For many Protestants, Ash Wednesday and the beginning of Lent are a bit of a mystery, a Catholic tradition that seems to have little bearing on them. While there is no direct scriptural reference to Lent, it contains aspects that many Christians can apply to their lives to deepen their spiritual walk leading up to Easter.
Lent begins with Ash Wednesday, 40 days before Easter. Ash Wednesday is so named because Catholic priests traditionally mark a cross in ashes on the foreheads of those celebrating Lent. This is a reference to the “sackcloth and ashes” that showed repentance in the Old Testament.
The 40-day period represents roughly a tenth of a year, or a tithe of a person’s time. It also is associated with Jesus’ fasting in the wilderness before starting his ministry. Traditionally, Lent is a time to develop a deeper spiritual connection with God through simple living, prayer and fasting. Often, in addition to fasting, Lent means giving up some form of pleasure for those 40 days as a dedication to God.
Here are seven ideas for observing Lent this year.
- An electronic fast. Give up TV or some other electronic media. Or abstain from social media.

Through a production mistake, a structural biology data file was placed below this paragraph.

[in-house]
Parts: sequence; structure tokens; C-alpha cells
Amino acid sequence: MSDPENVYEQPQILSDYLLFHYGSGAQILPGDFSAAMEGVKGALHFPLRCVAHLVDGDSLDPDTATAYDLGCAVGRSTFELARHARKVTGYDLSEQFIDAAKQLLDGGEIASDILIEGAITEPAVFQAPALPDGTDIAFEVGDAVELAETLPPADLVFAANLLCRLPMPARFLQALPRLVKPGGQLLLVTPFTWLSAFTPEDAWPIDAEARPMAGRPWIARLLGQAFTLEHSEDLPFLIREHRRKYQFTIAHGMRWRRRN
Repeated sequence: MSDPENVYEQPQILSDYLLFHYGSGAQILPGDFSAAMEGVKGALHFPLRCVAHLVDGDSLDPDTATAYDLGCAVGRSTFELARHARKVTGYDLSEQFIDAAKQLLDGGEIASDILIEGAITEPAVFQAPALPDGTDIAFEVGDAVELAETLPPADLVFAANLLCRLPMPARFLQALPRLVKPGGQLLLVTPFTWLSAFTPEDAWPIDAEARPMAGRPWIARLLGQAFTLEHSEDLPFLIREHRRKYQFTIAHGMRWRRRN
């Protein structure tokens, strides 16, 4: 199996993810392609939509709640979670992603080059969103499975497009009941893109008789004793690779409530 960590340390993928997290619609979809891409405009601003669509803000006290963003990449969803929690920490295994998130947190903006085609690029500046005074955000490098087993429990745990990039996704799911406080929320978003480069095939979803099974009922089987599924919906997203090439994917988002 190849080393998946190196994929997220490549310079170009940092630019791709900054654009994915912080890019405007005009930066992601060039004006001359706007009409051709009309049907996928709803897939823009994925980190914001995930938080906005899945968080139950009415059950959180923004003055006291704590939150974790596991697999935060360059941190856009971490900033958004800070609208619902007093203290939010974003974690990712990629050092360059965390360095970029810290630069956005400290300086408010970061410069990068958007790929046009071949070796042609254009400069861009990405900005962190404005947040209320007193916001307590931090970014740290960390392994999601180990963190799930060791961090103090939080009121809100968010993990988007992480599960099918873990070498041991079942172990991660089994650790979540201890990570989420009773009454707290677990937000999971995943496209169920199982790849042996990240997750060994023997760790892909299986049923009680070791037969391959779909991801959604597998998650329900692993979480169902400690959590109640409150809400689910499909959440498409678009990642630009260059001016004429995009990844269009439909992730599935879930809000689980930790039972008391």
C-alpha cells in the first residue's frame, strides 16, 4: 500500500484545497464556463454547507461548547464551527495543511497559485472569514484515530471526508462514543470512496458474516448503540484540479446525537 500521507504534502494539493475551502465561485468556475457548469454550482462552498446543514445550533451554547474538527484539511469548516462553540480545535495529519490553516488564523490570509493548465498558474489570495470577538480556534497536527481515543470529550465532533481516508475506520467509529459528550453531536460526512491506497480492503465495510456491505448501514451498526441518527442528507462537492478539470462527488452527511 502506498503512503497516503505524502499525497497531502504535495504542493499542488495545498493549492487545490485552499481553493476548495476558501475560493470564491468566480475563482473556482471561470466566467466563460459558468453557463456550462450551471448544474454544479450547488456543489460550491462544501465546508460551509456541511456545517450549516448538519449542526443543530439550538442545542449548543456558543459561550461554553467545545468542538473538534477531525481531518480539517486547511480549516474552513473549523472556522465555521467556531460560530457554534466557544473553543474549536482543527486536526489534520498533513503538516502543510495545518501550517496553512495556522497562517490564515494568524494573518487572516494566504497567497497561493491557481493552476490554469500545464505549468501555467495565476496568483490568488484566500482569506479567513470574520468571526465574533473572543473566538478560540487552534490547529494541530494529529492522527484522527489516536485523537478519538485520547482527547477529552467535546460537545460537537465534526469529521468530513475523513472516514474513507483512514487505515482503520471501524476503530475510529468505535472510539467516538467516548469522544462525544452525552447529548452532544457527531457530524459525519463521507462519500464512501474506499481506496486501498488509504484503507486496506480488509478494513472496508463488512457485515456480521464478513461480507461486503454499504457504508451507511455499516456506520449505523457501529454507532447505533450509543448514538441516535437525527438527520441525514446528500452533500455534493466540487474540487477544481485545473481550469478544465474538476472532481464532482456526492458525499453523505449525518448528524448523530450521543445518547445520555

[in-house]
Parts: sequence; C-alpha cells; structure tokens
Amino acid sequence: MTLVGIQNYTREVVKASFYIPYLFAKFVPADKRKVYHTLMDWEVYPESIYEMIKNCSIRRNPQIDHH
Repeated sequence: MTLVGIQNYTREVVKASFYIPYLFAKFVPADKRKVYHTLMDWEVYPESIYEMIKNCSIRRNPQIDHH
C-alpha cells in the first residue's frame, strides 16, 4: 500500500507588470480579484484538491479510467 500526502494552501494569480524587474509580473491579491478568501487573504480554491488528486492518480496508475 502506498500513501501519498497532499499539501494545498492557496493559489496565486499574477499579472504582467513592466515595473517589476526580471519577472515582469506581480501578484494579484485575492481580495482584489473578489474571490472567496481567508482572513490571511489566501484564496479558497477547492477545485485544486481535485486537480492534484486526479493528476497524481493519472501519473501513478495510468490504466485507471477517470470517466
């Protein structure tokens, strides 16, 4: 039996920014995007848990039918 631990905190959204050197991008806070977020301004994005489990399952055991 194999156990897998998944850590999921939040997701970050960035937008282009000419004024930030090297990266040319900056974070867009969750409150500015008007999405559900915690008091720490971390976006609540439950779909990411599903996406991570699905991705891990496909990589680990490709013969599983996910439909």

- Pray for 40 people. Each day, spend time in prayer for one of your family members, friends, neighbors or church members.
- Deepen your scripture knowledge. Do an in-depth study of a book in the Bible. Studying the book of Acts, for example, will give insight into the life of the early church.
- A partial fast. Perhaps you’re not ready for a full-fledged fast but you could give up something like soft drinks, fast food or sweets for the 40 days. Use the cravings as reminders to pray.
- Help others. There are many non-profits helping those in need, and they almost always need volunteer help.
- Visual prayer. Each day you encounter many people on the street, in stores and at work. Spend a moment to silently pray for the people you see.
- Give sacrificially. In addition to your tithe, find a worthy Christian cause to donate to. Set aside money each day for the 40 days. It doesn’t take much. Even $5 a day leads to $200 to help someone in need.